Humble ingredients are raised to new heights in a tartare of mackerel, marinated beetroot and cauliflower, horseradish ice cream, and dill dressing; with all elements working well together. Similarly, a Pig’s head terrine with crispy pig’s ear and sauce gibriche showed a rustic simplicity in contrast to the more sophisticated dishes
A crab risotto with crab bisque had a rich creaminess and great depth of flavour. This luxurious dish, was laced by a leek and truffle jelly, and topped generously with truffle shavings.
Creativity is shown in parmesan crusted scallops, with curried parsnips. The sweetness of the shellfish is balanced by the spice of the parsnips, both being enhanced a lime emulsion. Parmesan added a salty dimension and contrasting texture, but stopped short of overwhelming the dish,
The Foie gras sandwich with pain d’espices, smoked duck and rhubarb chutney, a joint creation of Will and Alan Murchison, is an indulgent but well balanced signature dish. The silky richness of the foie gras contrasts with the crispness of the gingerbread, the fragrance of which marries well with the gently acidic rhubarb.
Amongst the main courses, roasted monkfish wrapped in parma ham was perfectly timed to retain its succulence and taste. It was partnered with an unctuous oxtail crepe and red wine sauce, helping to make this a star dish, both delicate and robust.
Poaching a breast of mallard rare produced soft, delicious flesh of melting texture. Root vegetable cassoulet and wild duck and tarragon consommé completed a dish which was both earthy and refined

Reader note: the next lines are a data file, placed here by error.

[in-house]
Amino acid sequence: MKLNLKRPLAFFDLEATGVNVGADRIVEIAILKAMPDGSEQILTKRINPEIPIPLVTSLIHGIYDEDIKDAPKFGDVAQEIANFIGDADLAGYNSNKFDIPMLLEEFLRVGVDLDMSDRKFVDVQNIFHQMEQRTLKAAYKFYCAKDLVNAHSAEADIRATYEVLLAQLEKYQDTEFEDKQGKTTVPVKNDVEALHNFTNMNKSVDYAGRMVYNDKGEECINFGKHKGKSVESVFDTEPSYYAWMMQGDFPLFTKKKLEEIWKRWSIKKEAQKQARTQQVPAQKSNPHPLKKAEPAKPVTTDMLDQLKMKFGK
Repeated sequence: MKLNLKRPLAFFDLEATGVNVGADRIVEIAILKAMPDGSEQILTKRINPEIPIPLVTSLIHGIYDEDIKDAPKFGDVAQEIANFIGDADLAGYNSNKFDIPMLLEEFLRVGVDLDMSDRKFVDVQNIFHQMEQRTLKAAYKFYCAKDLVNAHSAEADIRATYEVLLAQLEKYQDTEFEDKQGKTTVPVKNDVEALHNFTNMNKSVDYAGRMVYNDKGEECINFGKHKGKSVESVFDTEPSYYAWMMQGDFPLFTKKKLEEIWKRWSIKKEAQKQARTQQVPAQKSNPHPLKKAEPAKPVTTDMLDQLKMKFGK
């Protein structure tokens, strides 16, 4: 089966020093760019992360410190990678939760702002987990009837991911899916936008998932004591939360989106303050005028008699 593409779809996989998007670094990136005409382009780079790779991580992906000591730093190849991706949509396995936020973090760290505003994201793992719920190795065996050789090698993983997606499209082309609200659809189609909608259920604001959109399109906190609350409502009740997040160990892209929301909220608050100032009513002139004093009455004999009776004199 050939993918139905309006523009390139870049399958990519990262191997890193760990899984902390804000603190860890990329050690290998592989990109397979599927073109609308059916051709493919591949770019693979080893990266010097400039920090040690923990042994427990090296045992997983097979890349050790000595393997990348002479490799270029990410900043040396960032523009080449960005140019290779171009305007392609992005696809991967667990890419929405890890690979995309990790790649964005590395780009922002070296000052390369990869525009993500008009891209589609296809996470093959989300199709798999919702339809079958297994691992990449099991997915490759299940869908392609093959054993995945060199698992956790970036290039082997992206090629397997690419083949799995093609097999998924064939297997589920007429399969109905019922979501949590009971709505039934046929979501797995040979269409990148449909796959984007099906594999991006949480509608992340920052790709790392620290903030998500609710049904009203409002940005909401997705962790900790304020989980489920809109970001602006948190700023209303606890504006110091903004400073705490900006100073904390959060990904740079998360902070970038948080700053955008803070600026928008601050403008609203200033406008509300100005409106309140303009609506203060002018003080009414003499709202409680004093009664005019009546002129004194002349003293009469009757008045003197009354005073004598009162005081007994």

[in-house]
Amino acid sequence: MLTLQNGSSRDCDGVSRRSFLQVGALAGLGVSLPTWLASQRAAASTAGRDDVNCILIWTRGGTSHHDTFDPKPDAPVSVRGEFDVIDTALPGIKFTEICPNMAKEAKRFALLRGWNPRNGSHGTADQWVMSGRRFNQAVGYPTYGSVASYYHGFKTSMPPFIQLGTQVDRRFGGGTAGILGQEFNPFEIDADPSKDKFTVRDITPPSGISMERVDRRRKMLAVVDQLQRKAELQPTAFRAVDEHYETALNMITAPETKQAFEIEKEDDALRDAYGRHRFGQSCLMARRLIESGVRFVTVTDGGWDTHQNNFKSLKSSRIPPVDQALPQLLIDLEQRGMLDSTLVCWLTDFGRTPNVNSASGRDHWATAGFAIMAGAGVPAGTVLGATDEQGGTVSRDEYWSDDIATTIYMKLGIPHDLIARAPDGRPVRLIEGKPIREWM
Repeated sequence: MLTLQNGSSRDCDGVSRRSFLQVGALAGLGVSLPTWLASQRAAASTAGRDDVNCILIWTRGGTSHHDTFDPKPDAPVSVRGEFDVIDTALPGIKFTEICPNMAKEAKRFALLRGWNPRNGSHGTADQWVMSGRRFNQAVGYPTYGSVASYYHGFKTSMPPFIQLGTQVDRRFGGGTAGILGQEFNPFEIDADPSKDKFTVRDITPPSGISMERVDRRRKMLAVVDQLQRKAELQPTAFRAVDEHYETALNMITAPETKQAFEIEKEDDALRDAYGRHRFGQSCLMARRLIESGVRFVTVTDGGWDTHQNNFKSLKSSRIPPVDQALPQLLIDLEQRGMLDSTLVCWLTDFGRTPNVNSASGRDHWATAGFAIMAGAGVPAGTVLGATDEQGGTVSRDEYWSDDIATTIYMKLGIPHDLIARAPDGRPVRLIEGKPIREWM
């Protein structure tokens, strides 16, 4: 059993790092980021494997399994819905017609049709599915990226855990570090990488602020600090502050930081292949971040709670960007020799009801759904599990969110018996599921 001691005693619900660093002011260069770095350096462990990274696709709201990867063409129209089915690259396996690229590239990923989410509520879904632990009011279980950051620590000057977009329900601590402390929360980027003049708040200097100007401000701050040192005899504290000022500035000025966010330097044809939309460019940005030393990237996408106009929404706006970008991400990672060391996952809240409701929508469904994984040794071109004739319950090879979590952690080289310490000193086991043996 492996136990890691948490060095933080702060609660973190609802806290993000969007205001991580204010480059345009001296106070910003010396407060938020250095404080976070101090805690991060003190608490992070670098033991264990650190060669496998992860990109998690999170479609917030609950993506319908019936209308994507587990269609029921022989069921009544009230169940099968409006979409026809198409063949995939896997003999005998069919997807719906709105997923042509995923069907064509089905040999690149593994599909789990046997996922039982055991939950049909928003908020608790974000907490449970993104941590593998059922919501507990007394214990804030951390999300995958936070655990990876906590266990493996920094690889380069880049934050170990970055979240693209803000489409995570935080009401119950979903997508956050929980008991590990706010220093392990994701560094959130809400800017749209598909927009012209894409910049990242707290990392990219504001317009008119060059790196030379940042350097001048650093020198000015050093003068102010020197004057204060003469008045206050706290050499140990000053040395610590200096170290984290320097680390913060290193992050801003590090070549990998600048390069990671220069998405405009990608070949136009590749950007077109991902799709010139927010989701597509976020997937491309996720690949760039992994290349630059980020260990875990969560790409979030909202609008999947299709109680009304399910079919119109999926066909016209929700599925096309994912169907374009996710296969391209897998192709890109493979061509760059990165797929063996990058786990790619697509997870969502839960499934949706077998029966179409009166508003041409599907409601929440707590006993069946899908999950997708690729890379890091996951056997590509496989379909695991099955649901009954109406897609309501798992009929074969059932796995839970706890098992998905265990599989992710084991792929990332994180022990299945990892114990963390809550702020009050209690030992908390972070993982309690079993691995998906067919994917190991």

A beautifully presented stuffed saddle of rabbit, braised celery, prune puree, capers and lemon confit was a mixture of delicate and strong flavours, with brilliant colours and contrasting textures. As with many other main courses, this was a complex multi-layered dish, brilliantly conceived and skillfully executed.
Desserts show considerable artistry and skill in the pastry section. Dark chocolate fondant, passion fruit curd and bitter chocolate sorbet was opulent and decadent. In contrast, a seemingly modest Pain perdu, with caramelized apples and blackberries was lifted to blissful heights by a warm foamed vanilla crème anglaise. Rhubarb in a charlotte worked well with ginger ice cream and rose champagne jelly.
Some might argue that dishes in each course contain too many components, distracting from the main element. However, the combinations are generally harmonious and, most importantly, taste is not sacrificed for texture or presentation..
The euphoric effect on the diners must bring great satisfaction to the kitchen and front of house. Eating here is a highly pleasurable experience. Prices are fair, given the labour intensive, luxurious and cutting edge nature of many of the dishes. A three course lunch at £24 is a steal, whilst the carte and gourmand options are priced appropriately for restaurants at this level.
Overall, the risk has paid off and the achievement of Will Holland and his team is fully recognized by appreciative customers. Although La Becasse opened too late to be included in the Good Food Guide or receive a star from the Michelin Guide of 2008, it can confidently expect to be rewarded next year; this will attract foodies from further afield and confirm its place as a serious destination restaurant.